By all accounts, Mayor Eric Adams’ executive budget proposal is based on austerity. He has “proposed reducing the size of the budget from the current year’s adjusted spending plan – by roughly $5 billion,” after last year ordering “city agencies to cut city-funded expenses by 3 percent for the current fiscal year and 4.75 percent for the following year,” according to The New York Times.
The mayor’s austerity has hit education with deep cuts to K–12 schools, public libraries and CUNY community colleges, which heavily rely on funding from New York City Hall. As Gotham Gazette explained, the mayor’s “preliminary budget for CUNY for the city’s 2024 fiscal year, which begins July 1, is $1.27 billion – a $168.5 million cut compared with the budget adopted in June 2022 for the current fiscal year,” adding, “that’s on top of the $13.7 million cut in city funds for CUNY that the mayor made in the middle of the current fiscal year and is already being felt at the schools.”
In the coming months, the PSC and CUNY Rising Alliance (CRA) are working with other unions and community organizations to tell Mayor Adams and the City Council that this year’s budget agreement must reverse cuts to public education and social services. Instead, these vital institutions need to be funded. The union will hold a major demonstration on May 11 to put more pressure on City Hall (see page 12).
At a rally outside the NYC Department of Education’s downtown headquarters, Ethan Milich, CRA coordinator, said that thanks to City Hall’s previous cuts, CUNY had lost 80 positions, and “more [cuts] are coming.” He added that the mayor should reverse course and “invest further” in CUNY, so that it can hire more full-time faculty, mental health counselors and advisors, as well as provide resources to programs like ASAP (Accelerated Study in Associate Programs).
“I’m a proud CUNY alumna,” City Council Member Shahana Hanif said at the rally, insisting that a united front of labor and community activists could bring about a better budget this year. “This is what power looks like.”
City Hall’s frugality has already contributed to the CUNY administration’s belt-tightening. Union officers warn that if the mayor’s proposed budget goes into effect, the result would compound fiscal problems so badly that entire programs and initiatives like the Accelerate, Complete and Engage (ACE) program could be completely wiped out.
“CUNY administration has called on each college to develop a savings plan that outlines ‘sustainable’ expense reductions and revenue enhancements,” said Sharon Utakis, the union’s vice president for community colleges. “The primary way to enhance revenue is to increase enrollment, which is difficult right now, especially at the community colleges, where enrollments have not fully recovered from the pandemic, among other things. As a result, colleges have been focused on cuts, rather than increasing revenue. At first this has meant hiring freezes and unstaffed lines that won’t be replaced. But when that’s not enough, the colleges are turning to cutting the jobs of some of our most vulnerable colleagues, contingent faculty and part-time staff.”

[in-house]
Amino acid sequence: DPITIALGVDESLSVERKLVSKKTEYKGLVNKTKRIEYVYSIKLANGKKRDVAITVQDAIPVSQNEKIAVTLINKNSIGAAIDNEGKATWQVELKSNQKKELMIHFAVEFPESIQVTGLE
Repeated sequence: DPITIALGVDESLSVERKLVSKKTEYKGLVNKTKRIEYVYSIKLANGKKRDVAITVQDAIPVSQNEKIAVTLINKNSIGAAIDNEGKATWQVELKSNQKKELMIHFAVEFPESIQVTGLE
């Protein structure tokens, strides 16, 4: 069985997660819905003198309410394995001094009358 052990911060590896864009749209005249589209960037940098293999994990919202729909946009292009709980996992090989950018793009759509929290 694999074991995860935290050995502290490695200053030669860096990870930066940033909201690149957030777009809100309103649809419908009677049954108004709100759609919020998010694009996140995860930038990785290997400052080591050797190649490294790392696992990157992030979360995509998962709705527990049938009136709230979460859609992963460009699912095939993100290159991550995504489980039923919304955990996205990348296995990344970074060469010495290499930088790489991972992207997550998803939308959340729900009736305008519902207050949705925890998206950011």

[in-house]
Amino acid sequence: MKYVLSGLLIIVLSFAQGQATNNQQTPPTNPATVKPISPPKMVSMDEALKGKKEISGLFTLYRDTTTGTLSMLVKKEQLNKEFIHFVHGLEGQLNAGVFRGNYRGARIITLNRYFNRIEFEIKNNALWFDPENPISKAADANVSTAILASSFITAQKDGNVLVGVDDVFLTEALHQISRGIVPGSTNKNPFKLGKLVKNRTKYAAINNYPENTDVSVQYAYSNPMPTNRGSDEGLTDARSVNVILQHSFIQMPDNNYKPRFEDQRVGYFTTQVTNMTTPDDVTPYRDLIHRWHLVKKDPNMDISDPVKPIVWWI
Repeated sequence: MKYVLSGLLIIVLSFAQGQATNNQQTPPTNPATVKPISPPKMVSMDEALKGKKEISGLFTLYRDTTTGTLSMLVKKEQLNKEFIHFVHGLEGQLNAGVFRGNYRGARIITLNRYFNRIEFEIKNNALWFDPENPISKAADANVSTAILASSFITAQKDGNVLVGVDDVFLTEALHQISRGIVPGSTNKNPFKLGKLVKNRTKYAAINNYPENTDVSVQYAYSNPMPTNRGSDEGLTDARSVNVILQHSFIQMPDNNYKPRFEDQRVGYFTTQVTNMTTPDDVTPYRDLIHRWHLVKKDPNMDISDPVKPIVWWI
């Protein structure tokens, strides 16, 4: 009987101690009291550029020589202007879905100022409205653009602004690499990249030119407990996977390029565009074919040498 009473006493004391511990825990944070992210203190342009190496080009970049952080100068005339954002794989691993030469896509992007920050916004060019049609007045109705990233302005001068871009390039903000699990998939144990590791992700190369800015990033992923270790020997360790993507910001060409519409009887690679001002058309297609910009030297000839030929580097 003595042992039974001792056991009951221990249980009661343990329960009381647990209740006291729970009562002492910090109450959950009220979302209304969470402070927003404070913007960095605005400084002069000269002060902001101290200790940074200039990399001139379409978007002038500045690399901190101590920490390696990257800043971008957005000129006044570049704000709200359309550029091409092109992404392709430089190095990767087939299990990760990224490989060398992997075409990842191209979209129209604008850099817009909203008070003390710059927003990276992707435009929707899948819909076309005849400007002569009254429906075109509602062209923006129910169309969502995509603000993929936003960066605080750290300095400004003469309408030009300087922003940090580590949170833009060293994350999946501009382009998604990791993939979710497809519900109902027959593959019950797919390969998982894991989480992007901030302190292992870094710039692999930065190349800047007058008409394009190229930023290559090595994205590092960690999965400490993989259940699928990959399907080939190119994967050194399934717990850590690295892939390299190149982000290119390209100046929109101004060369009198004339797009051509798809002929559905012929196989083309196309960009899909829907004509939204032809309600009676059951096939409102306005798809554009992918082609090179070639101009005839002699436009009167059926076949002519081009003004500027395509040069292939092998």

Utakis, the former PSC chapter chair at Bronx Community College, noted that at her campus, “I’ve been hearing that the plan is to cut three-year adjunct appointments, again, which again undermines our contract.”
Union activists have noted that cuts at the city level hit community colleges the hardest, at a time when they need more investment.
The mayor’s budget will directly hurt community colleges, said Susan Kang, an associate professor of political science at John Jay College and a faculty liaison for CRA.
“As community colleges are the most accessible path for higher education for so many of our students, these cuts will disproportionately affect our working-class [students], immigrants and students of color, hurting their access to the great social equality engine of our city,” Kang said. “Adams, despite being a CUNY grad, wants to pretend that these are rational cuts, but they are politically motivated ways to push the agenda of a pro-business, anti-progressive agenda in our city.”
The city’s cuts to CUNY, Utakis said, hurt students and PSC members alike.